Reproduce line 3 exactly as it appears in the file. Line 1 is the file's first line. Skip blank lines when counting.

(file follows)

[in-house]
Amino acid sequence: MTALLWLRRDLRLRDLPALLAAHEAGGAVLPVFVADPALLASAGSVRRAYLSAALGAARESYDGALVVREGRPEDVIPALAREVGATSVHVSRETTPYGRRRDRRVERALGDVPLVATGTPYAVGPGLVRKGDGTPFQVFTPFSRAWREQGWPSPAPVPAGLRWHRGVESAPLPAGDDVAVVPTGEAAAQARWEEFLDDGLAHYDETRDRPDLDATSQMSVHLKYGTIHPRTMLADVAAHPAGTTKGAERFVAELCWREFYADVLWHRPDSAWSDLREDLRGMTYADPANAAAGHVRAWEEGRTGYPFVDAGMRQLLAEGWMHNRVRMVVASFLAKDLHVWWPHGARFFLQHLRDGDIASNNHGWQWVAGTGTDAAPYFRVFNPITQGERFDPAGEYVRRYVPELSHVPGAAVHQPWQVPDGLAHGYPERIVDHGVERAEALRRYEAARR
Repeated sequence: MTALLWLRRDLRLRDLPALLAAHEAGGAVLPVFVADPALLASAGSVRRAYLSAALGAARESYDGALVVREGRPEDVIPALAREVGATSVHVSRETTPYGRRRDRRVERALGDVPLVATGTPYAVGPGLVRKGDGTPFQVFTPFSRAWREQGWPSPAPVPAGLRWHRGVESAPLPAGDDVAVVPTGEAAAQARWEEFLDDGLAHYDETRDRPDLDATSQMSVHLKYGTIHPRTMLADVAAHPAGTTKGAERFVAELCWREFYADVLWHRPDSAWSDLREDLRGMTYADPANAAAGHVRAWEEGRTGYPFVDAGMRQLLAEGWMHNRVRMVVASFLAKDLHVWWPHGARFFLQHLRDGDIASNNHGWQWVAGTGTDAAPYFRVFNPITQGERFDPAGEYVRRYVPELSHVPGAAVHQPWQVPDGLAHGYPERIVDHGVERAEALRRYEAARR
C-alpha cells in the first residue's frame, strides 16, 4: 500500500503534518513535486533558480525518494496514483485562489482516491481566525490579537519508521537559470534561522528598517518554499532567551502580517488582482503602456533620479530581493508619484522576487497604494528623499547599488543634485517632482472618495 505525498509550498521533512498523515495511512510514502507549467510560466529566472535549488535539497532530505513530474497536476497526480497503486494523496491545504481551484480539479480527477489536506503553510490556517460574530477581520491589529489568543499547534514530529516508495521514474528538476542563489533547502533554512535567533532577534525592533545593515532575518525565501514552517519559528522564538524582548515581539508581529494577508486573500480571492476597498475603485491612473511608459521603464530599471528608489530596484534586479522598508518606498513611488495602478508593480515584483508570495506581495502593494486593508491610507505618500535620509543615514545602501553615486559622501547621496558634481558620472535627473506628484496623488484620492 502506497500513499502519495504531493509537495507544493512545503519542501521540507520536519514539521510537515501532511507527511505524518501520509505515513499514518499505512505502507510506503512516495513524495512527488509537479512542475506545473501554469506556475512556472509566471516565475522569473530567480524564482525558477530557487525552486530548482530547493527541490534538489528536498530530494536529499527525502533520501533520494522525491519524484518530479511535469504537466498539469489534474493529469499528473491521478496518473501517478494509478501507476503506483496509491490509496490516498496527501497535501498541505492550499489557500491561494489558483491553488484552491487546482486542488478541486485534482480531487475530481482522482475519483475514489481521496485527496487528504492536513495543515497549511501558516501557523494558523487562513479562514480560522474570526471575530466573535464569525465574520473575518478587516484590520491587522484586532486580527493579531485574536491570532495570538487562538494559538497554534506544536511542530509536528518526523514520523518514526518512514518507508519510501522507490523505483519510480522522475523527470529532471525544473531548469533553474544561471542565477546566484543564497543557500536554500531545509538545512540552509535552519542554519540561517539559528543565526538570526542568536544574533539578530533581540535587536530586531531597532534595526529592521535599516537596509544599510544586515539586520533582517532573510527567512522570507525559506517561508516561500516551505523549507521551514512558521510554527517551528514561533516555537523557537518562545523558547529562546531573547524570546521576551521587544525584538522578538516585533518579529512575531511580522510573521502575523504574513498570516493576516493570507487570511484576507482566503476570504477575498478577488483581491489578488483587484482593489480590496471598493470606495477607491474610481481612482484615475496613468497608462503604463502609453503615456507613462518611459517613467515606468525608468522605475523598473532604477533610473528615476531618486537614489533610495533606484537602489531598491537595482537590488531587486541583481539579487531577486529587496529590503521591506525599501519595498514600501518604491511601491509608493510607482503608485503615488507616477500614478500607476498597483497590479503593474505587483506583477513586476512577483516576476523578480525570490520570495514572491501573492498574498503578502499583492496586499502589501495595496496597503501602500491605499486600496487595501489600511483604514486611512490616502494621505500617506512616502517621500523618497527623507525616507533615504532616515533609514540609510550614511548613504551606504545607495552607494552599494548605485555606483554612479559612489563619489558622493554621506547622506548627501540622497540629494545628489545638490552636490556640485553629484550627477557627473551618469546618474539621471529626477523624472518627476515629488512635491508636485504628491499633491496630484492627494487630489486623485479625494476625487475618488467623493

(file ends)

Repeated sequence: MTALLWLRRDLRLRDLPALLAAHEAGGAVLPVFVADPALLASAGSVRRAYLSAALGAARESYDGALVVREGRPEDVIPALAREVGATSVHVSRETTPYGRRRDRRVERALGDVPLVATGTPYAVGPGLVRKGDGTPFQVFTPFSRAWREQGWPSPAPVPAGLRWHRGVESAPLPAGDDVAVVPTGEAAAQARWEEFLDDGLAHYDETRDRPDLDATSQMSVHLKYGTIHPRTMLADVAAHPAGTTKGAERFVAELCWREFYADVLWHRPDSAWSDLREDLRGMTYADPANAAAGHVRAWEEGRTGYPFVDAGMRQLLAEGWMHNRVRMVVASFLAKDLHVWWPHGARFFLQHLRDGDIASNNHGWQWVAGTGTDAAPYFRVFNPITQGERFDPAGEYVRRYVPELSHVPGAAVHQPWQVPDGLAHGYPERIVDHGVERAEALRRYEAARR